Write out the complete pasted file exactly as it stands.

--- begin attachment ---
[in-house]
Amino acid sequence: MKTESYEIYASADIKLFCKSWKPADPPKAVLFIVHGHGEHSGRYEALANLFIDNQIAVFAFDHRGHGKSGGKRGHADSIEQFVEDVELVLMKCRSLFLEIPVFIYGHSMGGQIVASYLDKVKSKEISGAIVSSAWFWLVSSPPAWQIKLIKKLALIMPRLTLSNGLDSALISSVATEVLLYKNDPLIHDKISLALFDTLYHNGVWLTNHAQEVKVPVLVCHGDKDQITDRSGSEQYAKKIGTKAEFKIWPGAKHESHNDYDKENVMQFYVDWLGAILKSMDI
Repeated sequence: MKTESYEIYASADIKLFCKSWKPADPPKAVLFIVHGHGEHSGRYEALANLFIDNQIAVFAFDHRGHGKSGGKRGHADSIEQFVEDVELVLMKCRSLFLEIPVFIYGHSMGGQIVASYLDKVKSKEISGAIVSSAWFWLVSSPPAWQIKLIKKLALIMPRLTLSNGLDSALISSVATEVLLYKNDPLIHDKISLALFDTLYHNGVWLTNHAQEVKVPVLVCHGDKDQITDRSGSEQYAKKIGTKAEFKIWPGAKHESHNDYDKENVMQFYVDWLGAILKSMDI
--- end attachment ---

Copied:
[in-house]
Amino acid sequence: MKTESYEIYASADIKLFCKSWKPADPPKAVLFIVHGHGEHSGRYEALANLFIDNQIAVFAFDHRGHGKSGGKRGHADSIEQFVEDVELVLMKCRSLFLEIPVFIYGHSMGGQIVASYLDKVKSKEISGAIVSSAWFWLVSSPPAWQIKLIKKLALIMPRLTLSNGLDSALISSVATEVLLYKNDPLIHDKISLALFDTLYHNGVWLTNHAQEVKVPVLVCHGDKDQITDRSGSEQYAKKIGTKAEFKIWPGAKHESHNDYDKENVMQFYVDWLGAILKSMDI
Repeated sequence: MKTESYEIYASADIKLFCKSWKPADPPKAVLFIVHGHGEHSGRYEALANLFIDNQIAVFAFDHRGHGKSGGKRGHADSIEQFVEDVELVLMKCRSLFLEIPVFIYGHSMGGQIVASYLDKVKSKEISGAIVSSAWFWLVSSPPAWQIKLIKKLALIMPRLTLSNGLDSALISSVATEVLLYKNDPLIHDKISLALFDTLYHNGVWLTNHAQEVKVPVLVCHGDKDQITDRSGSEQYAKKIGTKAEFKIWPGAKHESHNDYDKENVMQFYVDWLGAILKSMDI